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Why Creative Accounting Will Lose You Money

By Louis H-P on June 1, 2020

Reading Time: 4 minutes

Creative accounting is not something to be proud of. Sadly many firms are quick to recourse to it for short-term optic reasons. This leaves shareholders often nursing huge losses in future, all whilst management have increased their pay packet by boosting EPS. The amount of freedom to interpret accounting rules as they see fit, means firms can choose to ignore the spirit they are written in. Some firms push this to the full, and even create fake sales to boost their numbers, so as to report impressive results to investors. 

Key Takeaways

Understanding why it happens

Examples of creative accounting

How to spot it and avoid the pain


You cannot be serious!

Some creative accounting will make you laugh! As the Covid-19 pandemic took hold, some firms have resorted to inventing a new accounting metric, to improve how their figures look. Enter EBITC or Earnings Before Interest Tax and Coronavirus! EBITC was made up. Earnings Before Interest and Tax is widely used and accepted.

Markets punish poor financial results severely.

Bank Covenants are so important, that companies are terrified of breaching them. These are measured against EBIT. The use of the new EBITC, is on the basis that the Coronavirus is a serious one-off event. Therefore the Covid-19 effect ‘should be not be allowed to damage’ financial figures. Is Force Majeure not just part and part of business?! Moving the goal posts to suit your needs is a hallmark of creative accounting.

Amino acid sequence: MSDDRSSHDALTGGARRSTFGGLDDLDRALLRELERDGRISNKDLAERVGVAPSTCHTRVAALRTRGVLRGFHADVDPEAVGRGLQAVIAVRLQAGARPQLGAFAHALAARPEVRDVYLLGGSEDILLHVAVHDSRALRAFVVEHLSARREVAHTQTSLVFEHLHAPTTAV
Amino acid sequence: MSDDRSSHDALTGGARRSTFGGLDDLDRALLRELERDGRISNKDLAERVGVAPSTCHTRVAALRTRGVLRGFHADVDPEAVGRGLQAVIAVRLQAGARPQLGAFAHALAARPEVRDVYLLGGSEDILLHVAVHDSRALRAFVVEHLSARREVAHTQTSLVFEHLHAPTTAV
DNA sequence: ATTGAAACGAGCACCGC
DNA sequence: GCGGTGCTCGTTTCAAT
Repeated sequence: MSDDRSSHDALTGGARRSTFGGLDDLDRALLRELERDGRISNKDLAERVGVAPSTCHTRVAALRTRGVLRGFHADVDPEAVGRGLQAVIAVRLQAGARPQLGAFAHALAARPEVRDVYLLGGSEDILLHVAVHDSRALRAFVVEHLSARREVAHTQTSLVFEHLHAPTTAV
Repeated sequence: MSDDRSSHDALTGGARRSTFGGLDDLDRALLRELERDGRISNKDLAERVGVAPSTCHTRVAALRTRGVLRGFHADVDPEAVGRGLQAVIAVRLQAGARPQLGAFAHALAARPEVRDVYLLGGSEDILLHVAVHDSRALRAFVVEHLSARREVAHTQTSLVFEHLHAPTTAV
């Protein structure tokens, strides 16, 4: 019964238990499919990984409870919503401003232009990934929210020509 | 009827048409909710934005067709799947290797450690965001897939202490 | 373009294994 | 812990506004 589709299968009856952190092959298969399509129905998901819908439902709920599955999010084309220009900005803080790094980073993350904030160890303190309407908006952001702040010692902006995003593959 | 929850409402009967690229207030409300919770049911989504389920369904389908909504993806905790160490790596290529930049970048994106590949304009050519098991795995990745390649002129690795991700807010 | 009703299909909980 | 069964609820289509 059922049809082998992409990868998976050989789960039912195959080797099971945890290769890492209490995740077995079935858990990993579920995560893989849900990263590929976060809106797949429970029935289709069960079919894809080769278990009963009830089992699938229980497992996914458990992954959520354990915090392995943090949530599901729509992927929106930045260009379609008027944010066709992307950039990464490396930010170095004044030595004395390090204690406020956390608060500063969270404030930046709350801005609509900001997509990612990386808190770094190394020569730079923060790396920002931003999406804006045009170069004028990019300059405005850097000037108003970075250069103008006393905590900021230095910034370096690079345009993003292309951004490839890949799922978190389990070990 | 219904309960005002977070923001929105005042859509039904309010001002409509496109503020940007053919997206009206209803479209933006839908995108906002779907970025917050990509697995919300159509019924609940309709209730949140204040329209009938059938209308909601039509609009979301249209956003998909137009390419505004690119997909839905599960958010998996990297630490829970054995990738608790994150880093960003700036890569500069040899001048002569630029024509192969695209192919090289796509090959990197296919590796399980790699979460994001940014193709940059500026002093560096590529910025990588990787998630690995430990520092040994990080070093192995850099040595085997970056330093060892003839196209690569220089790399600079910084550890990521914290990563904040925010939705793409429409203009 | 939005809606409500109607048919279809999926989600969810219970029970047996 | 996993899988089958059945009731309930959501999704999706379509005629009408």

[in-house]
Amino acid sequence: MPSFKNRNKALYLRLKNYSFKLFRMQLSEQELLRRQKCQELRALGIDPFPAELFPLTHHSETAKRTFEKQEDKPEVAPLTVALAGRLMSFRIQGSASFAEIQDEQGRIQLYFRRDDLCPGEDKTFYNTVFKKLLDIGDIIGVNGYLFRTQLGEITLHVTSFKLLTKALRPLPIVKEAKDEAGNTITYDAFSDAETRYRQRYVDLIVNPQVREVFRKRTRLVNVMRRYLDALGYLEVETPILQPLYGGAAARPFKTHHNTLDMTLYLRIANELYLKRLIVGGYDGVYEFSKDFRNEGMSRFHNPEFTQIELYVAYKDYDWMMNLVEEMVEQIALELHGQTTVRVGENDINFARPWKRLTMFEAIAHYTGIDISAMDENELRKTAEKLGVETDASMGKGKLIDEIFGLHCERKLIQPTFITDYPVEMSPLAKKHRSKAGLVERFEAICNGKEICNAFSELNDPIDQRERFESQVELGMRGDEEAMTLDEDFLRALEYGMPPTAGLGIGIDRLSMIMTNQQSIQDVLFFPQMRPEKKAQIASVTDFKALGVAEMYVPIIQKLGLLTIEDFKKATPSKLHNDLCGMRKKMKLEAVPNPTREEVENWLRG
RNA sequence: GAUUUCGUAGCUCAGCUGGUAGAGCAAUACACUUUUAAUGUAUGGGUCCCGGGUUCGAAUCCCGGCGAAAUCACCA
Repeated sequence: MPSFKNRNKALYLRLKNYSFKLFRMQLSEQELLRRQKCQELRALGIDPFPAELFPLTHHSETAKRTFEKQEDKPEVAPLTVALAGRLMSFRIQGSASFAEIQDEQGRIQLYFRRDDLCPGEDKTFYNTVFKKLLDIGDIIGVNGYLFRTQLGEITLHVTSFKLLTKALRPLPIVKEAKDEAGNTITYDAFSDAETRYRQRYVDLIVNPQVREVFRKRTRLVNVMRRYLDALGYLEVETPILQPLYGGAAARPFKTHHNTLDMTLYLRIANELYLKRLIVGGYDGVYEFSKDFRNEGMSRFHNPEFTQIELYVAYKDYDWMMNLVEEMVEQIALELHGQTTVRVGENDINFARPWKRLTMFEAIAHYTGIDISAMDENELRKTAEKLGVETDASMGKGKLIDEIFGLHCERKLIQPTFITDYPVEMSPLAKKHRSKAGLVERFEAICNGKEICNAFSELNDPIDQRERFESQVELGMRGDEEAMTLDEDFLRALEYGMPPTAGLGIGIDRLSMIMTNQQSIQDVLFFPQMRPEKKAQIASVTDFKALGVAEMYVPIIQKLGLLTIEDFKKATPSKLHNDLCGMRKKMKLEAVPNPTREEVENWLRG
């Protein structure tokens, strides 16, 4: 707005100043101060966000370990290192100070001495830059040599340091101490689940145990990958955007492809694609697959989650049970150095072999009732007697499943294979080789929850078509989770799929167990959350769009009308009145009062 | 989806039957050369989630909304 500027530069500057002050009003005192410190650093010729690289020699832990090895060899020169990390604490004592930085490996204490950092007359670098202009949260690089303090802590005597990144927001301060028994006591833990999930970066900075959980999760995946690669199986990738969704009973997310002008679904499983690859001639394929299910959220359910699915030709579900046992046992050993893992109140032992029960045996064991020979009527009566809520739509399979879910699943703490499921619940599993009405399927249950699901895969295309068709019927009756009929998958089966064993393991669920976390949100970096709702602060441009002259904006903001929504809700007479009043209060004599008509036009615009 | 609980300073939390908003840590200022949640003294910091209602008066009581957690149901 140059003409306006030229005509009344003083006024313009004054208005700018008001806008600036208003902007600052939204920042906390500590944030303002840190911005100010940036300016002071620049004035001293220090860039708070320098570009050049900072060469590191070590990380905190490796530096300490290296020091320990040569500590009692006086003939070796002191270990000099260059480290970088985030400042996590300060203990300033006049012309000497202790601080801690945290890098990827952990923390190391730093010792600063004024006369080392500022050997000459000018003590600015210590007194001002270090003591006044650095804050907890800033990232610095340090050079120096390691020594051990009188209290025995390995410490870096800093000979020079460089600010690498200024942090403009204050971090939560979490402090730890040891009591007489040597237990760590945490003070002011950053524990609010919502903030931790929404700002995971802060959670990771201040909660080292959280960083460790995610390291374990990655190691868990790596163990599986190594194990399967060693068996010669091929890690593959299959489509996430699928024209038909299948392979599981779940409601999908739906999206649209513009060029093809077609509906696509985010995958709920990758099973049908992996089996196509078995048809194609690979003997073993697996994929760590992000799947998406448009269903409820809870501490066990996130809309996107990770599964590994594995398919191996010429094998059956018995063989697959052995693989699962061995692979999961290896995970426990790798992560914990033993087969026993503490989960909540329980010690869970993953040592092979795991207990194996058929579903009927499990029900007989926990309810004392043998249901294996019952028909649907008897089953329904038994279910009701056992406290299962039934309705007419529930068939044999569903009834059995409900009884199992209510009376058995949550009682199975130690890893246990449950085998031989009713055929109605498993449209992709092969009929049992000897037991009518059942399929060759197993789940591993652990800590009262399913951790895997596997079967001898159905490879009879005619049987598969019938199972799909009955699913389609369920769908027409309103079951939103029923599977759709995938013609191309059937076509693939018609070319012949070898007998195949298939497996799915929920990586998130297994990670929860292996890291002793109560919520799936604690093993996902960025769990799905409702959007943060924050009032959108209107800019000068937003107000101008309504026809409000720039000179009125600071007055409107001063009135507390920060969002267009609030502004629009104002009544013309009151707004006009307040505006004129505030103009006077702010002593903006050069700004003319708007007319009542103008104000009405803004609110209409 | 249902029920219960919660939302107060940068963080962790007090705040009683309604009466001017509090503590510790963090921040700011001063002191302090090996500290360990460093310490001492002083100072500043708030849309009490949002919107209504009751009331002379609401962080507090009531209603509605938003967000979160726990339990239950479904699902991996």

Look away now

For years Deutche Bank has never come clean about its derivatives positions, which apparently are not as profitable as first reported. This has resulted in several equity raises, which have been painful for investors who have seen Deutche Bank’s share price sell off. The downside risk is still high though!

The possibility that Deutche’s derivative book is as big as major US banks such as Goldman Sachs or JP Morgan, whilst holding far less equity, would suggest it has serious financial issues. There is little appetite for another Lehman Brothers bankruptcy due to the systematic risk it could cause. As a result, Deutsche goes on destroying shareholder capital, without being completely clear as to how destructive its full derivative exposure is.

Creative accounting gone bad

The most infamous creative accounting in history was the Enron accounting scandal. Enron’s finance team created layers of financial engineering so as to hide their true debts, which once revealed, made the company bankrupt. That a company was able to hide $40bn of debt should act as equity risk warning to you.

Creative accounting caused Carillion to go bankrupt

Their auditors, Arthur Andersen, were one of the top 5 audit companies in the world. The scandal as to how Arthur Andersen partners turned a blind eye, led to its dissolution. Be wary of trusting a set of financial accounts because the audit was performed by PWC, Deloitte, Ernst & Young or KPMG. KPMG was criticised for signing off Carillion’s accounts despite it’s “increasingly fantastical figures”. The fact is, these accountancy firms are more interested in the advisory work they get from clients, than checking their accounts properly.